As Arlene Croce thought about women in “Emeralds,” this ballet explores the possibility that men are most honestly themselves when women aren't there. In “Beaux,” Morris looks not at how men actually are, but how we think they are when no one's watching.
Yuri Possokhov's “Classical Symphony,” which premiered in 2010, was an audience favorite in New York. A long-time principal dancer, Possokhov is now the company's Choreographer in Residence. Trained at the Bolshoi, Possokhov made the piece as an homage to his teacher, Peter Pestov. Ratmansky was a younger classmate and both men have an affinity for their homeland's music. Outfitting the dancers in Sandra Woodall's sleekly updated jackets, bodices and light, springy tutu discs, Possokhov takes Prokofiev’s score and maneuvers both on its surface and under its skin. Possokhov hears both the classical homage and its frantic exuberance. In his hands it veers close to hysteria.
Possokhov overpacks the ballet, and pushes everywhere into hyper-romanticism – the corps women stop dead as the music ticks and start snaking through elaborately curled arms while arching their torsos. Somehow Hansuke Yamamoto and the company's iron snowflake, Maria Kochetkova, made it through the fusillade. He soared through each breathless circuit of leaps; she nailed every squiggle and did fouettés changing her spot. But at the opening of the adagio, she got dragged around like a carcass. Moments such as these make “Classical Symphony” quintessential Possokhov: it typifies his unique voice, curiosity about classicism and a willingness to take risks, yet also his lack of editing.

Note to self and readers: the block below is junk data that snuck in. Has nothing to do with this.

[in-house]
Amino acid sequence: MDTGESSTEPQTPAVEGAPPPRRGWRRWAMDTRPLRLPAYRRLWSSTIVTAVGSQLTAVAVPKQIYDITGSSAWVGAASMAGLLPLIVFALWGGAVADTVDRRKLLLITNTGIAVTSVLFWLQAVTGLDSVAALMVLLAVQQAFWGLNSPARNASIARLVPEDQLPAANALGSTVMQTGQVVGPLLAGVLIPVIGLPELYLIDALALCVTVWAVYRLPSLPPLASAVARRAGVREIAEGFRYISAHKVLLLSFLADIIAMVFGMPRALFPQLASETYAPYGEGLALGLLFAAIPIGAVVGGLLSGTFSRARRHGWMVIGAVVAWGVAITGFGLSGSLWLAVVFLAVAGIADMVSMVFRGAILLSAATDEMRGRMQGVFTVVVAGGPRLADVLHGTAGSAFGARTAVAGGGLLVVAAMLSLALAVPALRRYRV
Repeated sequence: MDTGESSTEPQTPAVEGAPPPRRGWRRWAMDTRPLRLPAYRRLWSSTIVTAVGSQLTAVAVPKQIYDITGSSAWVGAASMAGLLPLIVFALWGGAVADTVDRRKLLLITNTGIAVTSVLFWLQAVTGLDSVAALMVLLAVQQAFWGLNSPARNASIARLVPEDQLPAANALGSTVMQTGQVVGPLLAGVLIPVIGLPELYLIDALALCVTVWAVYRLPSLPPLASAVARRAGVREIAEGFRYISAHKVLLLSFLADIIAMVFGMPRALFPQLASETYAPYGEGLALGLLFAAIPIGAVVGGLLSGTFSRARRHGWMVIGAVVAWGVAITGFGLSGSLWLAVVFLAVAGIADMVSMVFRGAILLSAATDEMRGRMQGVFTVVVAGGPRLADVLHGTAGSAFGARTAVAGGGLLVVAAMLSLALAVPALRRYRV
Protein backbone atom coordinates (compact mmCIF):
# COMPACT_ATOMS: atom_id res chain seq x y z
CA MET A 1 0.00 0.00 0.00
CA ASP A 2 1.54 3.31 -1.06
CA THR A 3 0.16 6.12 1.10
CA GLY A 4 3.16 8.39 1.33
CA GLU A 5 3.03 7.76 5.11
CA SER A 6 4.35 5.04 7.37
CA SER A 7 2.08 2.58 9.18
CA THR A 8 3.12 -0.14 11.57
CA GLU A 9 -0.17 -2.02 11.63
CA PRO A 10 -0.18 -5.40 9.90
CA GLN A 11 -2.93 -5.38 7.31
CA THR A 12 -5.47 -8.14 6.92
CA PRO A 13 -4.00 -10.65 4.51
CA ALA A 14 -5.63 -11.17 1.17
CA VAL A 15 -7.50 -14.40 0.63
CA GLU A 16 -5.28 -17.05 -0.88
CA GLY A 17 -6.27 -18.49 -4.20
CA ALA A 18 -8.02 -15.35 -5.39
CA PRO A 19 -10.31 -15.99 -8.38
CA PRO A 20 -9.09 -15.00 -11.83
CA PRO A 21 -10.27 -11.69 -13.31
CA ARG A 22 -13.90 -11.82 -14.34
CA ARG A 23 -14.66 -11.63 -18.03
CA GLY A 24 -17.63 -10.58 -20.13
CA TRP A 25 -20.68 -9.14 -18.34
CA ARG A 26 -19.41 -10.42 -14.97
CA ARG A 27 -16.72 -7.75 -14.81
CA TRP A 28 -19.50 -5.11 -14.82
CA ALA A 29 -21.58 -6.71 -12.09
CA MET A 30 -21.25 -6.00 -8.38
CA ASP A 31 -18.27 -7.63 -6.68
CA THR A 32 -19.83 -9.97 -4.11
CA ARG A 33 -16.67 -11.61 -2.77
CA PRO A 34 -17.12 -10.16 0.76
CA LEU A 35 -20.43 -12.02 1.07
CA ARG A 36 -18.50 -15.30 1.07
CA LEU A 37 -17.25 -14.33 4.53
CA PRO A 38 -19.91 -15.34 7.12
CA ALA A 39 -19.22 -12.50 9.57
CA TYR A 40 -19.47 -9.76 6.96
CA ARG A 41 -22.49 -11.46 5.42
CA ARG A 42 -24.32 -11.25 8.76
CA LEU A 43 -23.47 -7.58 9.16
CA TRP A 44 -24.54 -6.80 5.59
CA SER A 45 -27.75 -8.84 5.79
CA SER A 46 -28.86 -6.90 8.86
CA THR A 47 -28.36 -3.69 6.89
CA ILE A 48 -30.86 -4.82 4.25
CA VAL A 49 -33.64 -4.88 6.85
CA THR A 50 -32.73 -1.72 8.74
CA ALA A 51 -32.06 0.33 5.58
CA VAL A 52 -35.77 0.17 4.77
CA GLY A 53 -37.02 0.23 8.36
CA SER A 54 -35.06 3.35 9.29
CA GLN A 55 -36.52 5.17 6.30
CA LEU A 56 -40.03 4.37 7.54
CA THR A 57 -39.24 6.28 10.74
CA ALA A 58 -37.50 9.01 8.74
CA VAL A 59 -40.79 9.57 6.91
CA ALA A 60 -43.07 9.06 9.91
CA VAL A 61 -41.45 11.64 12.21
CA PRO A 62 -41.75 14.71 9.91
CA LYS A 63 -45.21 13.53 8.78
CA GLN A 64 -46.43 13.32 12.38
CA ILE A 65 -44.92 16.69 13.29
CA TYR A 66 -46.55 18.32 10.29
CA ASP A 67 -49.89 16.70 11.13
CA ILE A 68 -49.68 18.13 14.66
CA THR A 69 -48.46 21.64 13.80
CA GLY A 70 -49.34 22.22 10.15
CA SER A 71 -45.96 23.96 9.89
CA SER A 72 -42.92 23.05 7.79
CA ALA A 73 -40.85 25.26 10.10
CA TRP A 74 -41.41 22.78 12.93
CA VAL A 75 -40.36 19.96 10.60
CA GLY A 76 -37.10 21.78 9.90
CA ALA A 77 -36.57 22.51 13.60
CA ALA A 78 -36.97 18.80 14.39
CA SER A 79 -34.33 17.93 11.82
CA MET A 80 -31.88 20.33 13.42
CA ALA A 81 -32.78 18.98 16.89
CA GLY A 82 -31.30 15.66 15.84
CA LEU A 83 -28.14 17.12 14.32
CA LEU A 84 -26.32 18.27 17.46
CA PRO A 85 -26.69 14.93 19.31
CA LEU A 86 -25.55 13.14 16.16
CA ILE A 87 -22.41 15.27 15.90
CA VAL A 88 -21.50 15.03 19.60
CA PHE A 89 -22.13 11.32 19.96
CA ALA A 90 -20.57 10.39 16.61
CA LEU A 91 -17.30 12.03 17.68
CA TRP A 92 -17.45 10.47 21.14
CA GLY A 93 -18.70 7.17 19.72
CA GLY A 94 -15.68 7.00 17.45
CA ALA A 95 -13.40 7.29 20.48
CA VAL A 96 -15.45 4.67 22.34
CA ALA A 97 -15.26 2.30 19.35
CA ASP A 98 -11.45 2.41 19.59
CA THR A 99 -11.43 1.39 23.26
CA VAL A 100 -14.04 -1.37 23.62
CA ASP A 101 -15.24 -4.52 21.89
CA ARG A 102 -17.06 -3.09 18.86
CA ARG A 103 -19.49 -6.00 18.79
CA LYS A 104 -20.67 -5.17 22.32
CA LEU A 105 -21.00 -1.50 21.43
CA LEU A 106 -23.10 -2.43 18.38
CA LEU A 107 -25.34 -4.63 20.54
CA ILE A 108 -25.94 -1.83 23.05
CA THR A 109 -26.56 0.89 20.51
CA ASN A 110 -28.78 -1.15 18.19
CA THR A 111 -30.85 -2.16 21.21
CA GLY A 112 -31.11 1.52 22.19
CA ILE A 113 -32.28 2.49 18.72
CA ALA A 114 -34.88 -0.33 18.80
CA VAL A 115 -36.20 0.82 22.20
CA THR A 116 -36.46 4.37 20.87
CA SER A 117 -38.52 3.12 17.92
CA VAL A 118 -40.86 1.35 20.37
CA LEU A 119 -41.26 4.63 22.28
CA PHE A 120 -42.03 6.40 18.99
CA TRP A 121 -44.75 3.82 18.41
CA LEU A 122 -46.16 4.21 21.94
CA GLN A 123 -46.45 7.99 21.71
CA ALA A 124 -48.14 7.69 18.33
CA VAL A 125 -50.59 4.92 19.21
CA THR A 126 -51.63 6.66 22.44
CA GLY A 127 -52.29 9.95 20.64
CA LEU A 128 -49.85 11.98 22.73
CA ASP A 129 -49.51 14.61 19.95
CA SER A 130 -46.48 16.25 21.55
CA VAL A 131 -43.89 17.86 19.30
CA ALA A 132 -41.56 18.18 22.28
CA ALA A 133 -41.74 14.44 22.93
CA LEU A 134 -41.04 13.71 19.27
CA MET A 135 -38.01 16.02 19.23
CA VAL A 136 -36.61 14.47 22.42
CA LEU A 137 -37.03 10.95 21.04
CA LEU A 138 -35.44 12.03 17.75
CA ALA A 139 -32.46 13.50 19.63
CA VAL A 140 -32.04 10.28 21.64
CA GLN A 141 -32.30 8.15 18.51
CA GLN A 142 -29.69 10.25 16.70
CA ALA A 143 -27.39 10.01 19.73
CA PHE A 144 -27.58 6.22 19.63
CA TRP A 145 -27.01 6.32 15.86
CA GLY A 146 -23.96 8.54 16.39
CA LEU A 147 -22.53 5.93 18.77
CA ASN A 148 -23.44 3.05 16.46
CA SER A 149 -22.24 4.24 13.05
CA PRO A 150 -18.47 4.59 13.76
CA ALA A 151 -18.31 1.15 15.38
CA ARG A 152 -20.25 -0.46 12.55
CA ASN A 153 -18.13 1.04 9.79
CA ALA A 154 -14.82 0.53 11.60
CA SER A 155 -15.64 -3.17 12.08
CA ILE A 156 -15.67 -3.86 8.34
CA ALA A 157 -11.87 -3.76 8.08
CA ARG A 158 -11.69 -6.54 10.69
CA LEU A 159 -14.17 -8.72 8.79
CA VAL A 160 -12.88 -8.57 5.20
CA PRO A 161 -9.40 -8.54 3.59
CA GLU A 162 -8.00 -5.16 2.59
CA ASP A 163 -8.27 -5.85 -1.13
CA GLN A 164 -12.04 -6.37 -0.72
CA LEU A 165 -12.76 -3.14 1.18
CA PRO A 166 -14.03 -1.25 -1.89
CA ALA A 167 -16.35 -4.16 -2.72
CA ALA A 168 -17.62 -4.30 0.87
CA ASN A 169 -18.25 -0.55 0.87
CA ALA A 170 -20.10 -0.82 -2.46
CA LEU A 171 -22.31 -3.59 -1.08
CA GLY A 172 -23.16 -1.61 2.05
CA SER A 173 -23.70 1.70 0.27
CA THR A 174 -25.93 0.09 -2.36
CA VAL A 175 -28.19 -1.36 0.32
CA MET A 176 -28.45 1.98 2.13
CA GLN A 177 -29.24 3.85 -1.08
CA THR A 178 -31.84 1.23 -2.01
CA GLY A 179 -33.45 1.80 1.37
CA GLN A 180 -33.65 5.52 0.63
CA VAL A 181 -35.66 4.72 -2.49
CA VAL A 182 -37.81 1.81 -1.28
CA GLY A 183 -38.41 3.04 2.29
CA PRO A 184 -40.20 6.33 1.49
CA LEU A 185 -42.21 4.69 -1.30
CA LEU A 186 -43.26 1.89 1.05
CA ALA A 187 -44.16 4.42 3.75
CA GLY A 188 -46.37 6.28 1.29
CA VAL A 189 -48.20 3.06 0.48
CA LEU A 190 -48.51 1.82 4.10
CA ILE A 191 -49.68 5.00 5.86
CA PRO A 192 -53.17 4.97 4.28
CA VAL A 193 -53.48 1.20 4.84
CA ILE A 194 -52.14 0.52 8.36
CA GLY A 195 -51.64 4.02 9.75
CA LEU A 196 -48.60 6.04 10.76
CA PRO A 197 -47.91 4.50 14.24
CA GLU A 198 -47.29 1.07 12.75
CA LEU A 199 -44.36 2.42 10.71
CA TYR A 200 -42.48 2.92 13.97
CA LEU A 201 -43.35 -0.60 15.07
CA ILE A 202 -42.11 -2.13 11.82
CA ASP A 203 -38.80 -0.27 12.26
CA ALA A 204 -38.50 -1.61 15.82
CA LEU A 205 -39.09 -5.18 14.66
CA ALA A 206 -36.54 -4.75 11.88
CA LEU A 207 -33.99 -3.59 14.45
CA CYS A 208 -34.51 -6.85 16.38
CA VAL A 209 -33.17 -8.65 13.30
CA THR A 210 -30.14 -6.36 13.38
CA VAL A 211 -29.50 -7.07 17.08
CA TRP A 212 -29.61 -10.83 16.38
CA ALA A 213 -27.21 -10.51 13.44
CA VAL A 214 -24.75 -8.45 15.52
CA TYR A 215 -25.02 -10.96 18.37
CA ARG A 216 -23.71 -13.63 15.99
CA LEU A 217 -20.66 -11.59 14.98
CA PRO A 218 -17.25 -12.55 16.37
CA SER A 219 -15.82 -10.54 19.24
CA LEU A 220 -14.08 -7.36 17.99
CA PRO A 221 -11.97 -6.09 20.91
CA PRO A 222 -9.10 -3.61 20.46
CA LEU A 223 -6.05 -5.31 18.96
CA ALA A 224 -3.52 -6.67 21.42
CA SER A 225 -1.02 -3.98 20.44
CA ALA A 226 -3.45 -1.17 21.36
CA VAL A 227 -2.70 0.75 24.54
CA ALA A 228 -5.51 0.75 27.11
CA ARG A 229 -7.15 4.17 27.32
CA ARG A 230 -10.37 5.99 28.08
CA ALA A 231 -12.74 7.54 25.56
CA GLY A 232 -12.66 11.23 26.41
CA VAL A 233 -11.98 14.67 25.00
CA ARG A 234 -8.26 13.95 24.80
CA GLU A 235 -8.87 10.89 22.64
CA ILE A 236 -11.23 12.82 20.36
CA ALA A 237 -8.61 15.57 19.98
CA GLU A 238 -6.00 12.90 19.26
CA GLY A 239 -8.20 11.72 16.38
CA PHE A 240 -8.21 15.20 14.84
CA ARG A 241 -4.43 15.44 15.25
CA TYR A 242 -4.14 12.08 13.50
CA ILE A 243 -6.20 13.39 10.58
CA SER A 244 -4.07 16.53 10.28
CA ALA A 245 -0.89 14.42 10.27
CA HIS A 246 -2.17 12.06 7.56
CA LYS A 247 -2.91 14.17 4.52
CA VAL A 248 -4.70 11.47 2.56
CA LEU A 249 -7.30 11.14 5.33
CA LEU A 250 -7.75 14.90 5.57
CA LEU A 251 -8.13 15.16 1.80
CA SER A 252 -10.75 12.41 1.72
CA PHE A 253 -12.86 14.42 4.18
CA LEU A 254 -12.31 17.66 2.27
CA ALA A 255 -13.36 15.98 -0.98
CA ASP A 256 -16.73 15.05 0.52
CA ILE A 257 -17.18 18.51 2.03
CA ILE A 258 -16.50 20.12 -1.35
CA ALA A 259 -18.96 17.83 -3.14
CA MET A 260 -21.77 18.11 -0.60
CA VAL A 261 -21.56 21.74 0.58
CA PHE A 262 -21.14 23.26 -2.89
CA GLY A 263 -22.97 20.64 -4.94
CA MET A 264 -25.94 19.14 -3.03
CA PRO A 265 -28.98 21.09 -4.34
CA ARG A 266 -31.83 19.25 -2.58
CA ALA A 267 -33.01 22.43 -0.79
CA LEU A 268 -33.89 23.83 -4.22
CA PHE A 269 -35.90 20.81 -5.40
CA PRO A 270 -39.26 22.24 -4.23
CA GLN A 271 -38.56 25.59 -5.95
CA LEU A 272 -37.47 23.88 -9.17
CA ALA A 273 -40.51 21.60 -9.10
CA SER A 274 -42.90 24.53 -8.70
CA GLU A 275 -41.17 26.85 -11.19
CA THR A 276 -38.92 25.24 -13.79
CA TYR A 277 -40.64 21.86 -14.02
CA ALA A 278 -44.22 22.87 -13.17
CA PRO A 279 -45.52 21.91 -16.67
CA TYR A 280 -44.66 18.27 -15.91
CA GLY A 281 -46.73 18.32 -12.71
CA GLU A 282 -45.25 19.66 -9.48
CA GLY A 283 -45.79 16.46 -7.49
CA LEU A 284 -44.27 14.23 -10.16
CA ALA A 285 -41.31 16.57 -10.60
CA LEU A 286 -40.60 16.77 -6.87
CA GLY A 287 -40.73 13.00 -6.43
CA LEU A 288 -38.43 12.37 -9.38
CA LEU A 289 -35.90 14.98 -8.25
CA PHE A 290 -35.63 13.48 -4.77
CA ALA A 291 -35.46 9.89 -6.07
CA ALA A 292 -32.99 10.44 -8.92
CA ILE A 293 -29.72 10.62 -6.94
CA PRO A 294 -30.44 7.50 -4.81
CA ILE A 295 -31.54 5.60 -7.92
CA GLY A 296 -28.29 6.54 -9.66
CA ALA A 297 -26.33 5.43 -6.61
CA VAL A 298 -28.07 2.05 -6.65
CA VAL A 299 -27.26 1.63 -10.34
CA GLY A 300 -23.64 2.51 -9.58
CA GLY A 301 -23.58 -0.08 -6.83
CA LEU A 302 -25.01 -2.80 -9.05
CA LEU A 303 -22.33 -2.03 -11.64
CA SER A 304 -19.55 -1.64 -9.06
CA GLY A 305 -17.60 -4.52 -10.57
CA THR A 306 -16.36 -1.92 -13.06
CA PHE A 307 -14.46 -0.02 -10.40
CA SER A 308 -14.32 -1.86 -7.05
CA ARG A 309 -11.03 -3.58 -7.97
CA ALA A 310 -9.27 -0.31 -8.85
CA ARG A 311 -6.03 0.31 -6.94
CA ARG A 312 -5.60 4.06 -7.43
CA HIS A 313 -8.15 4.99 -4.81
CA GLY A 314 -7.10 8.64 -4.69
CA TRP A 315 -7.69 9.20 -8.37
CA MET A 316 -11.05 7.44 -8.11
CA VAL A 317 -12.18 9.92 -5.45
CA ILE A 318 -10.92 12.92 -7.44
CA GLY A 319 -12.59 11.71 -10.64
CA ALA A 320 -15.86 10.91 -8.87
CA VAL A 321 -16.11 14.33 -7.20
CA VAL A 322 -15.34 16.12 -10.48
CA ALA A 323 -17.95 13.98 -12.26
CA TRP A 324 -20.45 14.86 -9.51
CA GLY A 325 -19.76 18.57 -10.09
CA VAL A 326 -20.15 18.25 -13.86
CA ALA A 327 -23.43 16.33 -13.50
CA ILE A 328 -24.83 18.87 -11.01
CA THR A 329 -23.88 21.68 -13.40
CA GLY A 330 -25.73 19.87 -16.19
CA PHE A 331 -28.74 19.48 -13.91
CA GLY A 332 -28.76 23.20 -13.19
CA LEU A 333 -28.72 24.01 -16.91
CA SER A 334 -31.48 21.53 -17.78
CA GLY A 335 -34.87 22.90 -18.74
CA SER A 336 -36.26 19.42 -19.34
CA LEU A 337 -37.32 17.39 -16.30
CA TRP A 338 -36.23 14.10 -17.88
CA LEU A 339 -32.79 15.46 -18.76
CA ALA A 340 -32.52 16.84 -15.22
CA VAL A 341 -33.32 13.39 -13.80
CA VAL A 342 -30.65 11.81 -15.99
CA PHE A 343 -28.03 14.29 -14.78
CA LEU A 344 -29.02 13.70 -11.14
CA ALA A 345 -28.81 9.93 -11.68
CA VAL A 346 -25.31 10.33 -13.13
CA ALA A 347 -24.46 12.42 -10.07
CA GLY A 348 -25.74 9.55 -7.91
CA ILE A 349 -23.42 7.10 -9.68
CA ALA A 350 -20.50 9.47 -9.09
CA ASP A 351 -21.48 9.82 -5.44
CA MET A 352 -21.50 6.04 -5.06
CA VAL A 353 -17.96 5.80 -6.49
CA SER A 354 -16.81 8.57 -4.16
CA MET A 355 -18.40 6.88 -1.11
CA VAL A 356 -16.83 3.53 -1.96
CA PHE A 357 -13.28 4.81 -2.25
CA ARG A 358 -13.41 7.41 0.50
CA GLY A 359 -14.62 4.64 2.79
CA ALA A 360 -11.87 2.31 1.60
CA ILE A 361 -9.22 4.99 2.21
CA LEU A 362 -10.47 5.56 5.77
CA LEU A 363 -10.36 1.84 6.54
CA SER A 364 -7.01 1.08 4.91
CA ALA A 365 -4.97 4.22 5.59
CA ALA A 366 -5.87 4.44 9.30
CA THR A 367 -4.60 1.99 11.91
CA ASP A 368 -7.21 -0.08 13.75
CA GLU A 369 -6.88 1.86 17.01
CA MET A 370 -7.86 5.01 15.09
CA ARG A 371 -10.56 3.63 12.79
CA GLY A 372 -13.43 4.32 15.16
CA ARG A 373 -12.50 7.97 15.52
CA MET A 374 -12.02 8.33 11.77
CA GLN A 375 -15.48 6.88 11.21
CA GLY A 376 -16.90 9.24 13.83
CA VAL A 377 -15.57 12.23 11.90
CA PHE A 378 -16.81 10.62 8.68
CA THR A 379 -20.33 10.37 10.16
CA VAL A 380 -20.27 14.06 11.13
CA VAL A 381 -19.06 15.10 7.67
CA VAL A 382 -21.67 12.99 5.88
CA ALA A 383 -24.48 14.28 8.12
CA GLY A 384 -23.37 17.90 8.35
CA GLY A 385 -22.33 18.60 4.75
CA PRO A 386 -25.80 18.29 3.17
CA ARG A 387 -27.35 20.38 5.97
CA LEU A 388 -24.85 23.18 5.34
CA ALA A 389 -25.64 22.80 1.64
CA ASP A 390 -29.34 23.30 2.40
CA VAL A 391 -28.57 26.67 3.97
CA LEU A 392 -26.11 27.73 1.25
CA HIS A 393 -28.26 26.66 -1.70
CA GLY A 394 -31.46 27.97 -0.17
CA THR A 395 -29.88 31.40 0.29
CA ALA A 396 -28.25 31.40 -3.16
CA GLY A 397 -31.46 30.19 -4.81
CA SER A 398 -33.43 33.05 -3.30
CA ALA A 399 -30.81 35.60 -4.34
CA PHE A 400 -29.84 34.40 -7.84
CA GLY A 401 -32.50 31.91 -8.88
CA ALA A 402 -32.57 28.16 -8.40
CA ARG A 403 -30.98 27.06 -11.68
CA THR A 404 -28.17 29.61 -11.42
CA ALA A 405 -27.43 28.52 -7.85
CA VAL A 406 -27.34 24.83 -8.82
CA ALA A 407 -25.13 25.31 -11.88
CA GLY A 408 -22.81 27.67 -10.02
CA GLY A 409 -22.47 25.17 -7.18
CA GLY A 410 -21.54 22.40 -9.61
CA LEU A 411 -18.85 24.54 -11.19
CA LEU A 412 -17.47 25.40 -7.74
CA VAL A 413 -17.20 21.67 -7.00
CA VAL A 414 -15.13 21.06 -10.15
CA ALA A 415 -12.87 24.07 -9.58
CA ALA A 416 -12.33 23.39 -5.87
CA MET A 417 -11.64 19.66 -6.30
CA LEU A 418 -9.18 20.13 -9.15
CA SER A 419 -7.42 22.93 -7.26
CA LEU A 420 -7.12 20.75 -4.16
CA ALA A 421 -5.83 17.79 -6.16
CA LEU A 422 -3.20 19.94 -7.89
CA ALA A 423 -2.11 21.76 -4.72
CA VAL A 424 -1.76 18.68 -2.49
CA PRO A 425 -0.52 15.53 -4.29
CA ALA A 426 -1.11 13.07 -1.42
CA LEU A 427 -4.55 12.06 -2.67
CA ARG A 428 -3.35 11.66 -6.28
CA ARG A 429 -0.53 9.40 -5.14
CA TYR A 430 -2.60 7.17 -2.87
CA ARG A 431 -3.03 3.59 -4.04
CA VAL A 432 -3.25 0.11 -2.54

Edwaard Liang's “Symphonic Dances” is more polished, but also looks more like a skilled extension of other people's work. In the large, long three-movement work, he mined Wheeldon's vein of elaborate partnering and combination of classical legs with a more mobile, circular torso. Eight corps couples slid, kicked and raced across the stage, led by one couple per movement. Leading off with her impossibly attenuated limbs, Yuan Yuan Tan was Queen of the Squiggle. Her partner, Luke Ingham, had the drum corps/forklift role, popping her into double tours as if she were a twirling baton and swinging her downwards so her forehead came perilously close to the floor.
Like anyone trying to budget wisely an expensive trip, the company managed the New York tour with prudence. Debuts were doled out sparingly; but an important one was Mathilde Froustey, a soloist with the Paris Opera Ballet, in the first movement of Helgi Tomasson's “Trio,” to Tchaikovsky's “Souvenir de Florence.” Froustey, whose career at POB took off rapidly and then went into a holding pattern, has that company's inimitable style through and through, visible first in her suspended carriage in the chest and shoulders. Froustey danced in an alternate cast of “Suite en Blanc,” it would have been fascinating (and perhaps telling) to see her in her own repertory alongside the company's other women.
With its three-movement structure and lush Tchaikovsky string score, perhaps it was inevitable that Trio seemed like “Serenade” lite. The second movement is the emotional triangle of the Élegie given a sex change. Dana Genshaft was a woman torn between two lovers, Ruben Martin Cintas as the first and an interloper, Damian Smith. In a further echo at the end, Smith covered her eyes and backed her out. Genshaft was warm, lush and confusing, looking at Cintas in an almost teasing way while dancing with Smith: the mixed messages seemed unintentionally cruel.